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Melanoma vaccines

clinical status and immune endpoints

Maurer, Deena M.a; Butterfield, Lisa H.a,b,c,d; Vujanovic, Lazarb

doi: 10.1097/CMR.0000000000000535

It has been known for decades that the immune system can be spontaneously activated against melanoma. The presence of tumor infiltrating lymphocytes in tumor deposits is a positive prognostic factor. Cancer vaccination includes approaches to generate, amplify, or skew antitumor immunity. To accomplish this goal, tested approaches involve administration of tumor antigens, antigen presenting cells or other immune modulators, or direct modulation of the tumor. Because the success of checkpoint blockade can depend in part on an existing antitumor response, cancer vaccination may play an important role in future combination therapies. In this review, we discuss a variety of melanoma vaccine approaches and methods to determine the biological impact of vaccination.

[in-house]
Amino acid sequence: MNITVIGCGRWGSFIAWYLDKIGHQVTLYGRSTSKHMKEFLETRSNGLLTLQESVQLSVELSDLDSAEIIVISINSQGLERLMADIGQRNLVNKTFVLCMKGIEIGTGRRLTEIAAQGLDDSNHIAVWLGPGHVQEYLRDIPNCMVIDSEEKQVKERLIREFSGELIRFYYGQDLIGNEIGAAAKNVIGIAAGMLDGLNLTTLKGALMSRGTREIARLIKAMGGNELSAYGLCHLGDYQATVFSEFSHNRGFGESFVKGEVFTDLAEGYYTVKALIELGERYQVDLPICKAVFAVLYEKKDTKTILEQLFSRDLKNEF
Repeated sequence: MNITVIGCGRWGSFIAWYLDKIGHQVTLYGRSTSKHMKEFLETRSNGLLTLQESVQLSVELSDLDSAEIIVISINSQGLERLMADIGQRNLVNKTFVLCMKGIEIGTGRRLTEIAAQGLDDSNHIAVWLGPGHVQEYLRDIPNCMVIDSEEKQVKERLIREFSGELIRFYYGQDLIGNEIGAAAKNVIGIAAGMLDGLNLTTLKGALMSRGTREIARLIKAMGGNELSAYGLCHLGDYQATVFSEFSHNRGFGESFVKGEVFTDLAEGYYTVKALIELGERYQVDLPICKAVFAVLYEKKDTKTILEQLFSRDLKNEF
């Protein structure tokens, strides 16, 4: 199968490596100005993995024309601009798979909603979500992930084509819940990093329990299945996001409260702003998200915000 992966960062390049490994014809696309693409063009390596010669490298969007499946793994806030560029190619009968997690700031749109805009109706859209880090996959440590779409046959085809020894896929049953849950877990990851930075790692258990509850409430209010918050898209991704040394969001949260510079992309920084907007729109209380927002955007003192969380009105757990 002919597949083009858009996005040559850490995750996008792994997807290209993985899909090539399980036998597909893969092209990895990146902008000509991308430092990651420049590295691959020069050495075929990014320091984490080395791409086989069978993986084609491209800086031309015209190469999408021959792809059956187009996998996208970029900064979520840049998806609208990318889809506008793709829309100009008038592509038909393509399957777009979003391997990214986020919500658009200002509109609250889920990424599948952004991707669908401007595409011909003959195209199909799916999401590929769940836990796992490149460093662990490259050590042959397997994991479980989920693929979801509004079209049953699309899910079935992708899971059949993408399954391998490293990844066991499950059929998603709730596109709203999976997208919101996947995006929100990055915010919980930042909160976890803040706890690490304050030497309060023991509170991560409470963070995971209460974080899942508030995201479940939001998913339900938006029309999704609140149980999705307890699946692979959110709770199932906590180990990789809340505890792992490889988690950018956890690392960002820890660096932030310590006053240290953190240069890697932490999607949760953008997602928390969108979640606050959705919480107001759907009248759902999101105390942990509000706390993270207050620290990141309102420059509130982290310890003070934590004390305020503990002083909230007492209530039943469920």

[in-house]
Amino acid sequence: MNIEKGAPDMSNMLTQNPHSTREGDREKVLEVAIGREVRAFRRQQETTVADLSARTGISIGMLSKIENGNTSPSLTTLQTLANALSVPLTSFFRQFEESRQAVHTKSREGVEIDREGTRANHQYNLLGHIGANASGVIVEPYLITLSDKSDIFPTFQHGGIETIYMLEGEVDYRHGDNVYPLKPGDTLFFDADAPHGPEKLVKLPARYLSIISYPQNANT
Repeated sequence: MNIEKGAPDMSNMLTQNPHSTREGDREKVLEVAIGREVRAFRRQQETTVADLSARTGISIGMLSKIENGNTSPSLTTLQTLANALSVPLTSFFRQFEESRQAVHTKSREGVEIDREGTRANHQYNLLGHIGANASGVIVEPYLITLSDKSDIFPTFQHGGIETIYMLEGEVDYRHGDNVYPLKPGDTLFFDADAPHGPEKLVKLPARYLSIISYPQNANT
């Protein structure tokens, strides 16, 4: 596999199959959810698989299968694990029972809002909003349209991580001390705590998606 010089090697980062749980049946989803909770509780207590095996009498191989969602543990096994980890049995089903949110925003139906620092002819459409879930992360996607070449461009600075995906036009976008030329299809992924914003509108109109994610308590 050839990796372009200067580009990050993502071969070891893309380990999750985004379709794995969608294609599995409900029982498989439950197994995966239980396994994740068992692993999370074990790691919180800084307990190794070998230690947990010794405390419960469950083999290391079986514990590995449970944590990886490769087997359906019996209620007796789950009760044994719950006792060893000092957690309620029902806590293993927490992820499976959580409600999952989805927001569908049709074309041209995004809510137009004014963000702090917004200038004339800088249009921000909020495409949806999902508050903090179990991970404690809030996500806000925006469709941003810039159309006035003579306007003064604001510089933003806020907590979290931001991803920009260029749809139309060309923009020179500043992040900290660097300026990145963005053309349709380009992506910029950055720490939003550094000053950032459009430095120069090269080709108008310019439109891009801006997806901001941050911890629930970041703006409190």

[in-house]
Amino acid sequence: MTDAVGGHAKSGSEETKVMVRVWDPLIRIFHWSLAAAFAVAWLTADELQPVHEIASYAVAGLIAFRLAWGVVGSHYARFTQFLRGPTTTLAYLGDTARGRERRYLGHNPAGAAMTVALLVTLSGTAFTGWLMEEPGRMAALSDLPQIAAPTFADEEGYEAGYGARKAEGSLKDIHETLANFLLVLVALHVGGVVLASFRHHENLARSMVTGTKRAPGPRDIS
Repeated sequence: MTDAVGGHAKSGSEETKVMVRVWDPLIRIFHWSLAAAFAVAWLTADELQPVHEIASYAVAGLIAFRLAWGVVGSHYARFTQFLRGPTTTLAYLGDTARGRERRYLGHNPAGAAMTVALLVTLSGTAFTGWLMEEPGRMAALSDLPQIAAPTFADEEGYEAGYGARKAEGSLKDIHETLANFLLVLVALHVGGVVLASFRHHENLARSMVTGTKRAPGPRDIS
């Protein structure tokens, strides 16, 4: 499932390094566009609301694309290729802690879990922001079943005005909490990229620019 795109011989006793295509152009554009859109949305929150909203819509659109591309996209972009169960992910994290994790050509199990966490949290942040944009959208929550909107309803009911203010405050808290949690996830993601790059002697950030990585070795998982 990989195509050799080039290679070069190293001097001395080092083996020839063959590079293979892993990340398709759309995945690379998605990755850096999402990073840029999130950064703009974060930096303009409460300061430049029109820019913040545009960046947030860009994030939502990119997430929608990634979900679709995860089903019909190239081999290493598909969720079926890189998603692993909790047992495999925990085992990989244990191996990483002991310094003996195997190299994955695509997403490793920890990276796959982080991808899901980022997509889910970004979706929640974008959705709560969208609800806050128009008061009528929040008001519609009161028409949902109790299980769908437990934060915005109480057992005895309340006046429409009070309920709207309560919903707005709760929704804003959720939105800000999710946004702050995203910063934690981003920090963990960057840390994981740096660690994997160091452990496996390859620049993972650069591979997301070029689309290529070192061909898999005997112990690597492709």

Departments of aImmunology



dClinical and Translational Science, University of Pittsburgh, Pittsburgh, Pennsylvania, USA

Correspondence to Lisa H. Butterfield, PhD, University of Pittsburgh, UPMC Hillman Cancer Center 5117 Centre Avenue, Suite 1.27 Pittsburgh, PA 15213, USA Tel: +1 412 623 1418; fax: +1 412 624 0264; e-mail:

Received August 23, 2018

Accepted October 7, 2018

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